I let my son take some photos too. I figured he'd enjoy it (he has the makings of a fair little photographer) and people would mind him taking pictures less. Although it is a big camera for a little kid. He was a bit too excited to keep the camera still and take the time to focus. Some of his pictures looked more like modern art than photos.

Ladder work

So that's the highlight of my Thursday. How was yours?

Thursday, May 17, 2007

Driving do's and don'ts

Do As I Say. . . .

Don't talk on the phone while driving,
Above all don't write a poem.
Don't look for something on the floor
Or program your Palm Treo.
No candid shots of passersby
Or flipping rude drivers the bird.
And absolutely, never, ever, take
This photograph.

Accident on Lakeshore Drive

By way of explanation, as I was heading to work on Tuesday, traffic hit a total slow down, and boredom overtook the anxiety of knowing, I'd arrive late at work. I took a few photos and wrote this poem. When the cause of the traffic was visible I took one shot but with the blockage passed there was no time to focus or frame the photo.

Wednesday, May 16, 2007

My Favorite Vacation Spot

I found this photo contest on a blog participating in Wordless Wednesday. The theme is "My Favorite Vacation Spot." I'm always game for a new game that doesn't take up too much time. Thanks to An Island Life for the meme. If you want to join in you have until midnight May 17.
I was torn between photos of the Pacific beaches where my parents hang out and the farm in Tuscany where I spent much of the last two summers. In the end Tuscany won. Actually I don't know if I will ever get back there. The kids find it a bit boring and aren't as close to the family that initially invited us there. I loved it. When I was bored, rarely, I just figured a little boredom is good for the soul or made a day trip to the nearest big town which is Lucca (20 minutes away). Florence was less than an hour away, Siena a bit further and so on. Not exactly dull. So here is my photo of where we stayed. The fenced in yard in front had horses and goats. The horses were available for riding lessons. The house in back is one of the ones we stayed in. We moved around a bit for logistical reasons and the property has several homes.

Agriturismo near Marlia

Wordless Wednesday--Self Portrait with Birch Trees

Also taken on Illinois Institute of Technology campus.

Self portrait with birch trees

Tuesday, May 15, 2007

Lensday submission--Modern

This is one piece of modern architecture I really like. It is an El station at the campus of the Illinois Institute of Technology. I like its lines and how it appears to swallow the train whole.

Elevated train stop

Newberry medal book meme

I can't believe I'm posting this when I should be going home from work and getting some dinner and sleep. But there's a book meme I want to join since Chunkster is done (thank heaven). This one should be really easy. In fact I already read two of the books since I heard about it. The goal is to read six Newberry Medal winners. Thanks to Nattie Rose Writes for this one.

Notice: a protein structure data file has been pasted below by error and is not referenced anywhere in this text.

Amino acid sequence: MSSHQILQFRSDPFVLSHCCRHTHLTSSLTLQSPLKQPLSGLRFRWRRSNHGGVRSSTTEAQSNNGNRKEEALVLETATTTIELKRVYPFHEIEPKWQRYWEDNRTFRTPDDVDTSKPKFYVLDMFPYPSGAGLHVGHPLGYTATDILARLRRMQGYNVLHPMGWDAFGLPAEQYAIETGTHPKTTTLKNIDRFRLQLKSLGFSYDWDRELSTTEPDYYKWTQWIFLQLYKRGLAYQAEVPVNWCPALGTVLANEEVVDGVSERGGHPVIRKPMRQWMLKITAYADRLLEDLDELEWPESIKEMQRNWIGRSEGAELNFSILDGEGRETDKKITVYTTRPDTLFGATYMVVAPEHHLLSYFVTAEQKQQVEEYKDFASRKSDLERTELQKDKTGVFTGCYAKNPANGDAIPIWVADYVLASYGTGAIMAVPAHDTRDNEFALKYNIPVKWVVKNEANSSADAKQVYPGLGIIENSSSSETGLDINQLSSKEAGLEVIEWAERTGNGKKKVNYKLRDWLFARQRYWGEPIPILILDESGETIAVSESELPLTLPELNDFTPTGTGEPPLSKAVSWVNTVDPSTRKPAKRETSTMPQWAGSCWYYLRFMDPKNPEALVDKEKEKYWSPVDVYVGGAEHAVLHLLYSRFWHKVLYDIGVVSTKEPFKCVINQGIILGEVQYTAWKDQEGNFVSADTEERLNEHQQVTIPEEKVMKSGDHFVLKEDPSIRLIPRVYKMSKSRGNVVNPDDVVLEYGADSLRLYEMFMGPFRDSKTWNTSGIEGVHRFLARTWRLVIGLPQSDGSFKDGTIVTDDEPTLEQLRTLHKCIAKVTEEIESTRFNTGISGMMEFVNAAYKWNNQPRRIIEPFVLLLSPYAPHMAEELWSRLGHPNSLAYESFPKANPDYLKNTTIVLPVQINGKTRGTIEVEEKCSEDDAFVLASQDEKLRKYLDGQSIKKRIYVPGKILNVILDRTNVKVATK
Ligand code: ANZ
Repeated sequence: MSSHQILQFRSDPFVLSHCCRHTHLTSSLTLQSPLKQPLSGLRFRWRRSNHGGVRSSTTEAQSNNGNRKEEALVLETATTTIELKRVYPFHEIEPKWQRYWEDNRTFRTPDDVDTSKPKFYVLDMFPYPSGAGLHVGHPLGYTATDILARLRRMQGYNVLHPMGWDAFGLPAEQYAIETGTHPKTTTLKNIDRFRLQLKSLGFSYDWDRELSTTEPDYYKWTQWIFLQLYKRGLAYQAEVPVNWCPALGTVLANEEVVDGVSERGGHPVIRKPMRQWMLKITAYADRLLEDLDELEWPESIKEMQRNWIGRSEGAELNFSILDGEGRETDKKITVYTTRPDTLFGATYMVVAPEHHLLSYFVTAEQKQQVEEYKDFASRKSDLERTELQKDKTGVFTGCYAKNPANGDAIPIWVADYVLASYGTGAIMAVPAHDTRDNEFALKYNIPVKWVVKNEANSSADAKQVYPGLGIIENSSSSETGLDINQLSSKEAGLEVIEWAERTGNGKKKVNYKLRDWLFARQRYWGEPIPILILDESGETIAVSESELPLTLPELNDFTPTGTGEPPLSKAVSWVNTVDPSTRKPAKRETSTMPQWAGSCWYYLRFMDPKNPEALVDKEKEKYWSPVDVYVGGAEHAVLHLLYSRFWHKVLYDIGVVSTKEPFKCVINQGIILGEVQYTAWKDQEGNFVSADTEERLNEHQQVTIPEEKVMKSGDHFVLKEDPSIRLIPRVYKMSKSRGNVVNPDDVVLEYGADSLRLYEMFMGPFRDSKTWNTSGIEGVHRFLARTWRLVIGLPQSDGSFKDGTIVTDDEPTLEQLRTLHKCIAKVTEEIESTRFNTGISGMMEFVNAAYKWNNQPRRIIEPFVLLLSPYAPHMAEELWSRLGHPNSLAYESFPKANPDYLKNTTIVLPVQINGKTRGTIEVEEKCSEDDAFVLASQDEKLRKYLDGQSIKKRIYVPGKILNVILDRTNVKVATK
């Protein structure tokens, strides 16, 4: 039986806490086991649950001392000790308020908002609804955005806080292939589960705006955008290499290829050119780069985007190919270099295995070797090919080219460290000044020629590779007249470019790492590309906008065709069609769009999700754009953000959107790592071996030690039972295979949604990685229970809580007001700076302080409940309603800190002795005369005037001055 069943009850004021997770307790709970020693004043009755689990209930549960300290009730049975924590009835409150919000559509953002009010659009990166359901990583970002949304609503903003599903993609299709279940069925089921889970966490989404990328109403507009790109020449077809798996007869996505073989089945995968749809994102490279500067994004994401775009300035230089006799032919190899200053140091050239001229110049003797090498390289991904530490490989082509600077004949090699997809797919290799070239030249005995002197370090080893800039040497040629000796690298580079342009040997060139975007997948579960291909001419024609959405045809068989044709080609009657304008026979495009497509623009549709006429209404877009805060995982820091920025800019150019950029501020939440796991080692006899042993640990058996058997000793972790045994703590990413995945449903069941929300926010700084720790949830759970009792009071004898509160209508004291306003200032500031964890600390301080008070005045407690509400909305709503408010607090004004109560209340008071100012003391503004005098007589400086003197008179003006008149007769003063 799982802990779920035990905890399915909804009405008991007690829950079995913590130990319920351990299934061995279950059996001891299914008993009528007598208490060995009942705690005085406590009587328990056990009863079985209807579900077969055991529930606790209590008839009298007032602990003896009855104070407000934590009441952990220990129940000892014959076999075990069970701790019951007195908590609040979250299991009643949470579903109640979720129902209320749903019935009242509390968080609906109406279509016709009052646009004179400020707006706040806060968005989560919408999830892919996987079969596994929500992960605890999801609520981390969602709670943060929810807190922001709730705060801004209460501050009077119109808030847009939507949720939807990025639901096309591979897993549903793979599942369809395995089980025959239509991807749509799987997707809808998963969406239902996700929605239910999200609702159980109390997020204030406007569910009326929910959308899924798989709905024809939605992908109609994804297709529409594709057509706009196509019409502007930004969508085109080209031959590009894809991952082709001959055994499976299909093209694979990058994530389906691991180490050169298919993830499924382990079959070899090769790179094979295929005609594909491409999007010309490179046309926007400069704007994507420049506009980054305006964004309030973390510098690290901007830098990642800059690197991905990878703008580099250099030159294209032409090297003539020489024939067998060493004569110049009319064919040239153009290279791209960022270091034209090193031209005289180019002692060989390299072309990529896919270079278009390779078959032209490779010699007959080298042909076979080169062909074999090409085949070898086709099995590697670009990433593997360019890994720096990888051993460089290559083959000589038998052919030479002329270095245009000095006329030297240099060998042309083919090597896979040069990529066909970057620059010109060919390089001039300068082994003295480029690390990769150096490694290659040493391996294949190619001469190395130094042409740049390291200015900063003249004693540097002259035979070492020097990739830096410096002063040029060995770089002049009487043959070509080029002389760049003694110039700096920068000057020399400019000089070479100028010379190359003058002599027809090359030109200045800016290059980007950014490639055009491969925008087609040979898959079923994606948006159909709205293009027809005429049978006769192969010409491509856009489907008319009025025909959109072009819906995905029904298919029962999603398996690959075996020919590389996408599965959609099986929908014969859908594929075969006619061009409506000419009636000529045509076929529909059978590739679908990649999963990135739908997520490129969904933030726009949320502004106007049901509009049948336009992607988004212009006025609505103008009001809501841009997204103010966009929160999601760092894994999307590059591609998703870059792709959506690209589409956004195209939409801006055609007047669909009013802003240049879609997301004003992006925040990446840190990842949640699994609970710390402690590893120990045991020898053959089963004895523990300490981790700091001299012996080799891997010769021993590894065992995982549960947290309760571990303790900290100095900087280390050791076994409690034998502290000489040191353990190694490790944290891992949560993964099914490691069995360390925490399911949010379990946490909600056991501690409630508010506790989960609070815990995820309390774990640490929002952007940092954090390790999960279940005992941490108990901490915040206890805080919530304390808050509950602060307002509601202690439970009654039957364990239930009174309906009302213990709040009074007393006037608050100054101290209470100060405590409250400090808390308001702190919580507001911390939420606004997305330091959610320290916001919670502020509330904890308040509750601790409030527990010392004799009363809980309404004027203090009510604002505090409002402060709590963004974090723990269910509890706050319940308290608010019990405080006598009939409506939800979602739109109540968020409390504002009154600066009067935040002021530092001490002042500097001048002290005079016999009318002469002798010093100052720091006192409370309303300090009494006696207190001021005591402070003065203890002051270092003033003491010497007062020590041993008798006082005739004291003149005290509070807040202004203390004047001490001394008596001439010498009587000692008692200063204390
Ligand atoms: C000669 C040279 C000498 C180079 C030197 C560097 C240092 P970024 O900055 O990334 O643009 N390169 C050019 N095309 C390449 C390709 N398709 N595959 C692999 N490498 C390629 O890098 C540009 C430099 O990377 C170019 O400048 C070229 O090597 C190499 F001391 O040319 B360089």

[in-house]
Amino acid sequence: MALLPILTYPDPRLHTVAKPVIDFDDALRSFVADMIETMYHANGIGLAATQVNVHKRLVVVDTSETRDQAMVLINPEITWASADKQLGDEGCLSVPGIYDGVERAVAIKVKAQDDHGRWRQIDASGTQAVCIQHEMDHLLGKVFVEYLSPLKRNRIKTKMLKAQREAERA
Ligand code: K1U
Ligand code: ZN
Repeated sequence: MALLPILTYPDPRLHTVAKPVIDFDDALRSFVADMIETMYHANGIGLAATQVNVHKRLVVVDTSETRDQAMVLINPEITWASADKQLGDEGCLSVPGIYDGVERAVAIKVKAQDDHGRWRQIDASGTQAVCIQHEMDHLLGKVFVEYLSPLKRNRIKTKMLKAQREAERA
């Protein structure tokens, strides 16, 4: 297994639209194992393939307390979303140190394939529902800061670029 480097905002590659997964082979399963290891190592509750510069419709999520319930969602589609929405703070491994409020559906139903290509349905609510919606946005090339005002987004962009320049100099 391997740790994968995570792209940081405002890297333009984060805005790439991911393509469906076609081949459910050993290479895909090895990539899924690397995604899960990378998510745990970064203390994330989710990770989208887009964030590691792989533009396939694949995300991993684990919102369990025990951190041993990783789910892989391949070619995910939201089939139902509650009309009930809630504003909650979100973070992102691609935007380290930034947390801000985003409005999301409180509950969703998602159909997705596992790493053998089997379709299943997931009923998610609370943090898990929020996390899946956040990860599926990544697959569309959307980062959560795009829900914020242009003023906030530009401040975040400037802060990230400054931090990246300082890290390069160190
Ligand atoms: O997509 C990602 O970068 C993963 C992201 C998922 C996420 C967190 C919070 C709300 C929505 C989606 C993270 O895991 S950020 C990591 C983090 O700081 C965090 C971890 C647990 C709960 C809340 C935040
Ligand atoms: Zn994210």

Here is my list.
I found all of these at a used book store which explains a probably rather strange assortment.
1. Gathering of Days by Joan Blos,
2. Jacob Have I Loved, by Katherine Patterson,
3. Call It Courage by Armstrong Sperry (I loved this as a kid but not having read it for 30+ years I doubt that really counts as rereading),
4. I, Juan de Pareja (one I've never heard of), by Elizabeth Borton de Trevino.
5. Shiloh by Phyllis Reynolds Naylor
6. Kira-kira, by Cynthia Kadohata
Alternate or extra: Bridge to Terabithia by Kathering Paterson

I've already read Shiloh and Call It Courage. Reviews to follow. It is nice to have a short, easy read or two after slogging through two very big books recently.

Monday, May 14, 2007



The prompt for Photo Sharks is "Neighborhood". I was full of ideas for neighborhood photos--the neighborhood bars, the banners proclaiming what neighborhood you are in or a mosaic of the above. Chicago is a city of neighborhoods for better and for worse. For better, because each neighborhood has its own character, its own particular history and architecture, and in Chicago, many of the neighborhoods are at least in part defined by ethnicity. Devon is Indian, Pilsen Hispanic, Argyle Vietnamese, and so on. The food is great too!
Of course in any big city some of the neighborhoods are almost exclusively poor and African American. This is the down side. Urban ghettos are no more desirable now than they were in the middle ages. I have taken many pictures in the local African American neighborhoods and in the course of placing my photos in a proper context have learned about the places attached to the photo. Some of what I have learned is positive. Crime rates are generally down and urban renewal is in place in some areas. Nonetheless, although I became fond of Englewood this winter due to its lovely old homes and boulevards, I decided that I was not safe in a neighborhood that has one of the highest murder rates in the state and which vies with another district for the highest crime rate.